Originally Posted at Free Market Shooter
A new media project has recently taken shape on the internet, describing itself as “the cleanest, smartest, most efficient and trust-worthy experience for readers and advertisers alike”, but peeling back the layers of what’s inside reveals the truth behind Axios Media and its motivations.
Axios is a digital publication that has sprung up seemingly out of nowhere in the last eight months, and has quickly become an accepted “news source” by media outlets everywhere. Indeed, their own manifesto leads off with the following:
All of us left cool, safe jobs to start a new company with this shared belief: Media is broken — and too often a scam.
And yet, everything about Axios indicates that it is even worse than the “broken media” it claims to have separated from. From its inception, to its founding members, employees, sponsors, and even the launch date of the website – everything about Axios points to it being a corporate-sponsored platform aimed at subverting President Trump, and anything but the “honest media” they claim to be founded as.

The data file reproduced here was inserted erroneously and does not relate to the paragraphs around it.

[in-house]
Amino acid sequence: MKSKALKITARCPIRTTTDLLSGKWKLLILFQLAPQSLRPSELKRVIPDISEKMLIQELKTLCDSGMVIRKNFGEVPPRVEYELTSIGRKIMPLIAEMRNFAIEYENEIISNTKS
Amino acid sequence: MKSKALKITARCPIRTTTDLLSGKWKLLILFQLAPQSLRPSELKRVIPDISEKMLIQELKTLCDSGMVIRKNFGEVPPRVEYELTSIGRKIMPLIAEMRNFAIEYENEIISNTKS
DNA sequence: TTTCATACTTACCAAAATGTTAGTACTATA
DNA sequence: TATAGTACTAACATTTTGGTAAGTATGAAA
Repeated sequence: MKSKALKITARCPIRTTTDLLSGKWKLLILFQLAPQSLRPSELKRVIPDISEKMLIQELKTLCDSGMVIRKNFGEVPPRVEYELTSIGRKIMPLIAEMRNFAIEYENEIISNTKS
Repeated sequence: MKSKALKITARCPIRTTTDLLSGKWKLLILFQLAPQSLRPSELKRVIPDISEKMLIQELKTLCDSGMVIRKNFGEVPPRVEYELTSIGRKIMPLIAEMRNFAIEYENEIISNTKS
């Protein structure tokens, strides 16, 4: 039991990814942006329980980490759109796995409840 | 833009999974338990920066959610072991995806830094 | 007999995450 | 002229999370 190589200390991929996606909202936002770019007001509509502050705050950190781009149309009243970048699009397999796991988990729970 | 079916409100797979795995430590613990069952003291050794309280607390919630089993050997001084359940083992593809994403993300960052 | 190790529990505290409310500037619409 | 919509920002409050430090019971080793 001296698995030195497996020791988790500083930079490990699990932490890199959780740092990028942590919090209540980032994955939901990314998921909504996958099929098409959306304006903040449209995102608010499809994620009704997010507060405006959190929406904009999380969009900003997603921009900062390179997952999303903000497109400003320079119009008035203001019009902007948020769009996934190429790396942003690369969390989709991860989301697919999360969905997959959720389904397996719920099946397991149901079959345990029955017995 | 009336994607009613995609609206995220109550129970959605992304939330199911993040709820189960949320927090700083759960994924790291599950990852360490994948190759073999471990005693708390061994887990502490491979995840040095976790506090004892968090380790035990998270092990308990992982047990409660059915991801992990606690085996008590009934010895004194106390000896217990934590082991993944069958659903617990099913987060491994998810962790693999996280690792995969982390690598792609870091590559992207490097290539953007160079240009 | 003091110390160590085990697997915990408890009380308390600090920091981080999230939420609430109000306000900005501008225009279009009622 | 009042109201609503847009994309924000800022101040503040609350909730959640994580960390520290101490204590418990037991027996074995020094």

Start with its inception; Axios was officially “unveiled” on November 30th, 2016 in a Vanity Fair article, just weeks after President Trump won the election. The timing is about as convenient for an anti-Trump publication as one could expect – announced shortly after Trump won, and properly timed to have the operation up and ready before Trump took his oath of office. Even the $10 million in financing Axios secured in the summer of 2016 is suspicious; if it was secured at that time, why wasn’t the project announced then, before Trump won?
At best, it appears to be a “hedge bet” by anti-Trump interests in case Hillary lost. At worst, it could be alleged that it was a back-dated payment that occurred after Trump won, all to make it appear that Axios was in the making no matter what the election outcome was.